DOST rallies efforts to push bill creating PH space agency

Although there’s a just a few days left before Congress takes a break for the May 13 elections, top officials of the Department of Science and Technology (DOST) are optimistic that the bill creating a national space agency would still be approved by the legislature.

Photo shows DOST DOST secretary Fortunato dela Pena, new PCIERRD director Eric Paringit, DOST undersecretary Rowena Guevarra, ASTI director Joel Marciano Jr.

At a recent press briefing, DOST secretary Fortunato dela Pena cited the long list of reasons why the Philippines should now have its own agency dedicated to space science and development.

“The launch of the PhilSA (Philippine Space Agency) means that our country will be more equipped to improve its national security, hazard management, climate studies, space research, farming community, textile industry, and international cooperation, among many others,” said De la Pena.

“This also translates to a long-term investment on space research and development that goes to a dedicated program team, rather than fragmented budget and functions delegated to several government agencies.”

The DOST chief said the House of Representatives has already approved the bill on final reading. The Senate version, which has yet to pass, puts the space agency under the Office of the President instead of the DOST.

De la Pena said there is a need to centralize and coordinate the country’s space program, which he said, is now well beyond its infancy. 

The Philippine Council for Industry, Energy and Emerging Technology Research and Development (PCIEERD), a division of the DOST looking after the government’s space initiatives, said the country has been increasingly reliant on space agency over the years.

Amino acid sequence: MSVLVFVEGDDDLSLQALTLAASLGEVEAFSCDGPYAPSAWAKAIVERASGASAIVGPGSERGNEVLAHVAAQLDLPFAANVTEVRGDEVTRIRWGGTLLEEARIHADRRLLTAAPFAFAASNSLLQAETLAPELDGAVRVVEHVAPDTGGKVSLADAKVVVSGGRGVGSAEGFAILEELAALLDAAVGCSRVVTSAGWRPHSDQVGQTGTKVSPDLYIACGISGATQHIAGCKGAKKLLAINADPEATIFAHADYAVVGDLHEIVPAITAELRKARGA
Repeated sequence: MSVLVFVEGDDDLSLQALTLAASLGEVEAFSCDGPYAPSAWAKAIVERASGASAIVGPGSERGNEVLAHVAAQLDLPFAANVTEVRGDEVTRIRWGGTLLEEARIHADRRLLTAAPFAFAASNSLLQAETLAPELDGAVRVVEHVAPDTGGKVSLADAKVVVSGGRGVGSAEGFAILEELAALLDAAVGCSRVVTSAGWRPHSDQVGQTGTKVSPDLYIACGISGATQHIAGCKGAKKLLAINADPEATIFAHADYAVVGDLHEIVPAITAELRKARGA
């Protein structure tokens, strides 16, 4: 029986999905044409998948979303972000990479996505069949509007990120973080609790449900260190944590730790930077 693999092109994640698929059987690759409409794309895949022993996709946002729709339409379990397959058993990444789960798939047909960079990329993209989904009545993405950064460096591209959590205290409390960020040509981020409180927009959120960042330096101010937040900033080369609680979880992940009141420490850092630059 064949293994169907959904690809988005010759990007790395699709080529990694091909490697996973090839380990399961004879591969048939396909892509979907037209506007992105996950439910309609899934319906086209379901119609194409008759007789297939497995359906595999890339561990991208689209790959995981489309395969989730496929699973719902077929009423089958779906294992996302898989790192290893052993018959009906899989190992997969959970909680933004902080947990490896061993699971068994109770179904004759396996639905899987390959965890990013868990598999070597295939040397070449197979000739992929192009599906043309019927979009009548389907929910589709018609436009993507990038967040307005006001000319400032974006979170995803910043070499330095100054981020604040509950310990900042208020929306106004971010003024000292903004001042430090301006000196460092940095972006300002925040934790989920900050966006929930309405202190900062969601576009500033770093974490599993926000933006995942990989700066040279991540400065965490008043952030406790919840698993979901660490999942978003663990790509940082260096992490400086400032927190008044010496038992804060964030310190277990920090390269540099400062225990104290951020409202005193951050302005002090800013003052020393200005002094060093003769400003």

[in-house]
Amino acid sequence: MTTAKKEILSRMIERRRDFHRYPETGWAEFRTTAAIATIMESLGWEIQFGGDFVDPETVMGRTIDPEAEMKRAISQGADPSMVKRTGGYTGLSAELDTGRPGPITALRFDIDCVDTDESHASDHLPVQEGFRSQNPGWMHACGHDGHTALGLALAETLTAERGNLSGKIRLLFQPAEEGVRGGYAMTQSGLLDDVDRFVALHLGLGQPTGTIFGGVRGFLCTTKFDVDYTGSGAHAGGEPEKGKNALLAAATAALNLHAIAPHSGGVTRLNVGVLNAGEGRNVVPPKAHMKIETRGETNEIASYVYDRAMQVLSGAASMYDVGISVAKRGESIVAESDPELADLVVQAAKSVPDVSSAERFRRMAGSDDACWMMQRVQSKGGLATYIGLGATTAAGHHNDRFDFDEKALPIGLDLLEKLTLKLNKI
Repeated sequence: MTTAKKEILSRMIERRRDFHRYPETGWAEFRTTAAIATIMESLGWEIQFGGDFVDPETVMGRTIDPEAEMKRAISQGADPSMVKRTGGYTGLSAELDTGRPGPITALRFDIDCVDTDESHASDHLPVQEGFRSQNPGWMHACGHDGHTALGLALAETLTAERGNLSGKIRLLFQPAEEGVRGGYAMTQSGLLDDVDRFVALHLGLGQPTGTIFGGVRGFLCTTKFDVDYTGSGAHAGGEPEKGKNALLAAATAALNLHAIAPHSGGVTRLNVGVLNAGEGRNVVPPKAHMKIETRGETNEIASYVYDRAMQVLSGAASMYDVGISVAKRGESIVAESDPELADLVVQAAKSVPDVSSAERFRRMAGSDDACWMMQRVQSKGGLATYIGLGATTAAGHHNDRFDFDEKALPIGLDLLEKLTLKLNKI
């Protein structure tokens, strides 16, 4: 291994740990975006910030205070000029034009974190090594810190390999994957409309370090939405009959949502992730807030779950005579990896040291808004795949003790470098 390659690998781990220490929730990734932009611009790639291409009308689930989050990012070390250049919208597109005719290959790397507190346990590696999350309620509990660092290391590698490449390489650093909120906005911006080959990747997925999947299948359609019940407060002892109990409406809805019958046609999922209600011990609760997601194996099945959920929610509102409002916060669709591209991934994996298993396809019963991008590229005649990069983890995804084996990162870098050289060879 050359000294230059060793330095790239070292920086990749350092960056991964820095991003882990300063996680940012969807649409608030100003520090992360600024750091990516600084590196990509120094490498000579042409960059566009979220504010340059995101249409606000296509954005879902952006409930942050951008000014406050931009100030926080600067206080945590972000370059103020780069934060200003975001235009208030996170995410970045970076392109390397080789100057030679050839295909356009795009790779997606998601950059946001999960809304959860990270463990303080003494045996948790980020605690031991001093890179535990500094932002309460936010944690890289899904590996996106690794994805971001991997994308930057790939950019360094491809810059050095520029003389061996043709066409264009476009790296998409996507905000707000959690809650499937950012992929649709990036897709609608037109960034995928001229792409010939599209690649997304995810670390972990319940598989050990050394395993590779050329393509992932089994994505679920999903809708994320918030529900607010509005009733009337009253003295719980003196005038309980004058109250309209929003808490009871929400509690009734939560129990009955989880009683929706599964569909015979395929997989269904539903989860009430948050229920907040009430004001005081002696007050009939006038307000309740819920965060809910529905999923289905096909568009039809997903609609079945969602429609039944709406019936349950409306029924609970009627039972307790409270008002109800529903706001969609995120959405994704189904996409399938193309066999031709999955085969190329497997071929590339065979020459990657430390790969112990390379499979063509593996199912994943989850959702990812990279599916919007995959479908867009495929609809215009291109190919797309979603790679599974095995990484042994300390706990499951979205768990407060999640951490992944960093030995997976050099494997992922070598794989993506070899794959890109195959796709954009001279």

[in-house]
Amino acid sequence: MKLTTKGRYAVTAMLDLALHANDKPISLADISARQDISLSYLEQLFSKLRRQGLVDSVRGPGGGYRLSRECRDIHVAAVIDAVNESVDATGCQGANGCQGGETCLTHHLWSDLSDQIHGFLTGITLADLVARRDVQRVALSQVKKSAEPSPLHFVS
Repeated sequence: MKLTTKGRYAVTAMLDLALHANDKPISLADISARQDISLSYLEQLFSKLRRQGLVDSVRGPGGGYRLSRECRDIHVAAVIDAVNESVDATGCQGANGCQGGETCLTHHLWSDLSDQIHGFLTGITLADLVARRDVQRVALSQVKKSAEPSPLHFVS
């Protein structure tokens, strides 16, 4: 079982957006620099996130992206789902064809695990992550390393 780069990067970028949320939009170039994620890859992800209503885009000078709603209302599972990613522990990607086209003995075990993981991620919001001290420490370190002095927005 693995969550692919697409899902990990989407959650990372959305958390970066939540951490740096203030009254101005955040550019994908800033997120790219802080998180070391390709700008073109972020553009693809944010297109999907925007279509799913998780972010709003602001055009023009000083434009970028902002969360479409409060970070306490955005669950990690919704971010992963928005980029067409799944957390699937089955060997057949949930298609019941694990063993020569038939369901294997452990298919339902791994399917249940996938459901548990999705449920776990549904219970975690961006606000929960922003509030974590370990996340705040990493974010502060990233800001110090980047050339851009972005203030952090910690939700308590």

Beginning with satellite communications in the 1960s, this continued to satellite remote sensing in the 1970s, which revolutionized other practices such as geological mapping and forest inventory, according to PCIEERD.

As of January 2019, De la said the government has spent about P7.4 billion on space research and development since 2010. There are also now more than 1,000 space science experts working on 25 space R&D facilities all over the country.

Even with all these efforts, the DOST said it believes that the Philippines will be more equipped and ready for space S&T applications if a centralized agency will be formed to handle this frontier. 

As of the moment, several agencies under DOST, in collaboration with higher education institutions and other government agencies, have led research on key development areas. 

These efforts have given way to the discovery of significant space technology applications such as landslide simulation and mapping, ways to assess the rise of sea levels, urban heat maps, urban drainage, infrastructure monitoring, landfill site suitability, flood hazard mapping, coastal bathymetry mapping, blue carbon and light pollution research. 

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